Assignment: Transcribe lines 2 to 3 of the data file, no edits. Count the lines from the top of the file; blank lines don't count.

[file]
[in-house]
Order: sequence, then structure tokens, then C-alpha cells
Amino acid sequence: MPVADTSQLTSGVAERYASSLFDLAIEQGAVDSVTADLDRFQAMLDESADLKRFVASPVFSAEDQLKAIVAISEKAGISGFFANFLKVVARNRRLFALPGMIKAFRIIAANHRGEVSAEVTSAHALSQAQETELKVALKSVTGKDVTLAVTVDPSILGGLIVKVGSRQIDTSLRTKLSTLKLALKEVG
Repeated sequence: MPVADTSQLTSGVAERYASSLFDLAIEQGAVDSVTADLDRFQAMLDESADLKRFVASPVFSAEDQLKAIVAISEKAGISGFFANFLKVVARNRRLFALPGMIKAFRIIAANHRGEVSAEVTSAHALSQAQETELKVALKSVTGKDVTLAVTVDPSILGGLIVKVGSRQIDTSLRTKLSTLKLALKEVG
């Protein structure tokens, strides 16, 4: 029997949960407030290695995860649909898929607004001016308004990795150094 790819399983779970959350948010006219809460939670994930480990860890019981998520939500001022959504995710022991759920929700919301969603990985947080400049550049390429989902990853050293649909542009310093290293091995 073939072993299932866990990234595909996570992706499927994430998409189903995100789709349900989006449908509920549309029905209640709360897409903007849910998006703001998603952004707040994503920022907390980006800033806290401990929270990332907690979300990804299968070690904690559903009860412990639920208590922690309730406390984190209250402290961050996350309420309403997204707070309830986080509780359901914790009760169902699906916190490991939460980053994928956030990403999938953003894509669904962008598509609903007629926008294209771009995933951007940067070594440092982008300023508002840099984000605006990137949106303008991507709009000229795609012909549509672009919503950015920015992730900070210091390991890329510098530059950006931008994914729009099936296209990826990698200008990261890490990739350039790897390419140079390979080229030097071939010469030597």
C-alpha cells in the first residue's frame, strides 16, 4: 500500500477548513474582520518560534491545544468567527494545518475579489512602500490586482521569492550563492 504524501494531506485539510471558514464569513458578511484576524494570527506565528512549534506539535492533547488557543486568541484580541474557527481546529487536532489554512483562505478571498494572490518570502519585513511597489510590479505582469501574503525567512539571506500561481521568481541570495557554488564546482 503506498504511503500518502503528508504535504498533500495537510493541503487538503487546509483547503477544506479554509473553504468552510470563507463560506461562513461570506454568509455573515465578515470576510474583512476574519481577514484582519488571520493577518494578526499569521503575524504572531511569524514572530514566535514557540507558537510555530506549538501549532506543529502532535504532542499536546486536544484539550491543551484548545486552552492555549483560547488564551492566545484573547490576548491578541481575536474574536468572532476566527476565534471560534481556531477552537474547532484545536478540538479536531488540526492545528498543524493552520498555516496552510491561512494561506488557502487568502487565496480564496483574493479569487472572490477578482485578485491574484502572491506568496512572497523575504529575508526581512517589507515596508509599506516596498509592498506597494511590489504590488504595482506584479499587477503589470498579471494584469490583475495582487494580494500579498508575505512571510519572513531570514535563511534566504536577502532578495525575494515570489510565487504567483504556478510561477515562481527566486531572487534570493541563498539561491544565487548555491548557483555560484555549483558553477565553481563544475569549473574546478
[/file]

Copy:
Order: sequence, then structure tokens, then C-alpha cells
Amino acid sequence: MPVADTSQLTSGVAERYASSLFDLAIEQGAVDSVTADLDRFQAMLDESADLKRFVASPVFSAEDQLKAIVAISEKAGISGFFANFLKVVARNRRLFALPGMIKAFRIIAANHRGEVSAEVTSAHALSQAQETELKVALKSVTGKDVTLAVTVDPSILGGLIVKVGSRQIDTSLRTKLSTLKLALKEVG